Why Warren Buffett puts BNSF ownership on par with Berkshire Hathaway's Apple stock
Fort Worth-based BNSF Railway took up a good amount of space in Warren Buffett’s annual letter to Berkshire Hathaway shareholders.
After starting his letter by describing property and casualty insurance as the core of Berkshire’s business, Buffett wasted no time getting to the railroad.
“Our second and third most valuable assets – it’s pretty much a toss-up at this point – are Berkshire’s 100% ownership of BNSF, America’s largest railroad measured by freight volume, and our 5.4% ownership of Apple,” said Buffett, who regularly praises BNSF leaders in the letter that goes out as part of Berkshire Hathway’s closely watched annual meeting.
Buffett then described the company’s 91% ownership of Berkshire Hathaway Energy as its fourth-best asset. “What we have here is a very unusual utility business, whose annual earnings have grown from £122 million to £3.4 billion during our 21 years of ownership,” he said.
Later, Buffett told shareholders that Berkshire is the nation’s top owner of property, plants and equipment with assets totaling £154 billion. BNSF and BHE, the company’s energy unit, account for a significant portion of those property holdings.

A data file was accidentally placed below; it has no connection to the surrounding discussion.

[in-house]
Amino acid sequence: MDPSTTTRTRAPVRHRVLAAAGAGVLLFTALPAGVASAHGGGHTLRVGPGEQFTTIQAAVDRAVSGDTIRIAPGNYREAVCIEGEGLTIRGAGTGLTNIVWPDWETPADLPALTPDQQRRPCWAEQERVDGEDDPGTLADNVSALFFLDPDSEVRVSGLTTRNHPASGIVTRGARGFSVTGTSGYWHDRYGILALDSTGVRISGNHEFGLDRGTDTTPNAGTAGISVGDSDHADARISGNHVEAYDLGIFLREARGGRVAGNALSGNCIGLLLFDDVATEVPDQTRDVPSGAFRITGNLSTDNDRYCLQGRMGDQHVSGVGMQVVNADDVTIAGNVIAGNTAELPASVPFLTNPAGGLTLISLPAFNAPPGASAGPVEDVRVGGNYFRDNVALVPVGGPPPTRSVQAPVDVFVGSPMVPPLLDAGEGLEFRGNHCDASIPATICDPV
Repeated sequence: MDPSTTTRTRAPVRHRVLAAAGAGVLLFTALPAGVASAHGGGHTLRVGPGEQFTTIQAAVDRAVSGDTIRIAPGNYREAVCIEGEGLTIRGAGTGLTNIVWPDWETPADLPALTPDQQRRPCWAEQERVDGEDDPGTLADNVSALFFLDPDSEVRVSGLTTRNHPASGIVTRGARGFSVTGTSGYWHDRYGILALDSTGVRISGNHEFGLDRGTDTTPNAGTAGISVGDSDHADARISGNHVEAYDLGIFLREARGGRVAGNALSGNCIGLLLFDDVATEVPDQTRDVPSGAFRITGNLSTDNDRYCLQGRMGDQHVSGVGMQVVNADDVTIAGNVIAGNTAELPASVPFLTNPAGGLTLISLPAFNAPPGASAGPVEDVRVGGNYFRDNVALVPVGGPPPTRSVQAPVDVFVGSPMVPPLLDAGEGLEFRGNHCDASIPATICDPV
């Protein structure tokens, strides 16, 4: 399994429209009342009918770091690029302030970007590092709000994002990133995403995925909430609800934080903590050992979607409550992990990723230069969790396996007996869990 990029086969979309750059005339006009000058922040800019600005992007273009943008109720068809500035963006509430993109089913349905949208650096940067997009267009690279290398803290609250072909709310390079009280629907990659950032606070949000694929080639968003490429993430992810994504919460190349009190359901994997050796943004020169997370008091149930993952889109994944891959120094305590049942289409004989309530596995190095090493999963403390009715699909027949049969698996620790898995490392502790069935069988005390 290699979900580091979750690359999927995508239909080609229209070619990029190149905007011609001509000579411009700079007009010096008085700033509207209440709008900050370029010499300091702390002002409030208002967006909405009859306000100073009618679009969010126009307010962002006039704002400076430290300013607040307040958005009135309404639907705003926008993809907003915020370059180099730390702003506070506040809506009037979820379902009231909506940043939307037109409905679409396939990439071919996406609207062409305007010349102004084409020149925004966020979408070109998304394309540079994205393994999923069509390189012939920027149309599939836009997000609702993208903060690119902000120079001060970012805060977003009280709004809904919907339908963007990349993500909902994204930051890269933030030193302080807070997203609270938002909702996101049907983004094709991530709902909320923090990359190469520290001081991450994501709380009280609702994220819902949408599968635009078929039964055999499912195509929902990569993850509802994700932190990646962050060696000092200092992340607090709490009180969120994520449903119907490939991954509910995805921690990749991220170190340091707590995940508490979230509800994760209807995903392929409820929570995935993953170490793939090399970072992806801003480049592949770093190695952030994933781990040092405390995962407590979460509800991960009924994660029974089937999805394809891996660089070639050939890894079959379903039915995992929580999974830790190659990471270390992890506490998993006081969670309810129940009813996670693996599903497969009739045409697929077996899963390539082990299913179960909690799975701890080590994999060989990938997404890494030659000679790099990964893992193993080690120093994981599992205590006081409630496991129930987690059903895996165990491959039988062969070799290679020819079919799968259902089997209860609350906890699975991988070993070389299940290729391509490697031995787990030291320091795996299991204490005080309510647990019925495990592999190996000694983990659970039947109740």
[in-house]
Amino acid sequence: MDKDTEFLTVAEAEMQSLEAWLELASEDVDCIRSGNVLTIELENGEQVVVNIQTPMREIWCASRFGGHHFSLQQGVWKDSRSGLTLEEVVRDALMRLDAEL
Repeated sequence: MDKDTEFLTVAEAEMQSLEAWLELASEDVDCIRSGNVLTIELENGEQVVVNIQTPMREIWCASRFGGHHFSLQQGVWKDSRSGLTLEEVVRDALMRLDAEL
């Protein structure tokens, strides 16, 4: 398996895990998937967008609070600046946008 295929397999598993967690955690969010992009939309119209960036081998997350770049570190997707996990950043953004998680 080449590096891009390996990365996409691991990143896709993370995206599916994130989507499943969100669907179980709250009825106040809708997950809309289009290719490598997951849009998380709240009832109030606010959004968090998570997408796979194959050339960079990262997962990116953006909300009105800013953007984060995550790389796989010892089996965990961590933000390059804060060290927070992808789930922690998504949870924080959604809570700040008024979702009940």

“Asset-heavy companies, however, can be good investments,” he said. “Indeed, we are delighted with our two giants – BNSF and BHE: In 2011, Berkshire’s first full year of BNSF ownership, the two companies had combined earnings of £4.2 billion. In 2020, a tough year for many businesses, the pair earned £8.3 billion.’ ”
He acknowledged that BNSF and the energy company will require major capital expenditures for decades to come.
“The good news is that both are likely to deliver appropriate returns on the incremental investment.
Let’s look first at BNSF. Your railroad carries about 15% of all non-local ton-miles (a ton of freight moved one mile) of goods that move in the United States, whether by rail, truck, pipeline, barge or aircraft. By a significant margin, BNSF’s loads top those of any other carrier,” he wrote.
BNSF CEO Katie Farmer(BNSF)
Berkshire has invested £41 billion in fixed railroad assets since acquiring BNSF in 2010 for £44 billion.
“Railroading is an outdoor sport, featuring mile-long trains obliged to reliably operate in both extreme cold and heat, as they all the while encounter every form of terrain from deserts to mountains,” Buffett told shareholders. “BNSF owns 23,000 miles of track, spread throughout 28 states, and must spend whatever it takes to maximize safety and service throughout its vast system.”
Buffett also praised BNSF for its ability to deliver substantial dividends to Berkshire shareholders- £41.8 billion in total.
“The railroad pays us, however, only what remains after it both fulfills the needs of its business and maintains a cash balance of about £2 billion,” he said. “This conservative policy allows BNSF to borrow at low rates, independent of any guarantee of its debt by Berkshire. ”
He credited retired CEO Carl Ice and new CEO Katie Farmer with boosting BNSF’s profit margin by 2.9 percentage points in a pandemic-challenged year that saw the volume of goods carried decline 7%.
“Your railroad is in good hands,” he said.
Read Buffett’s full letter here.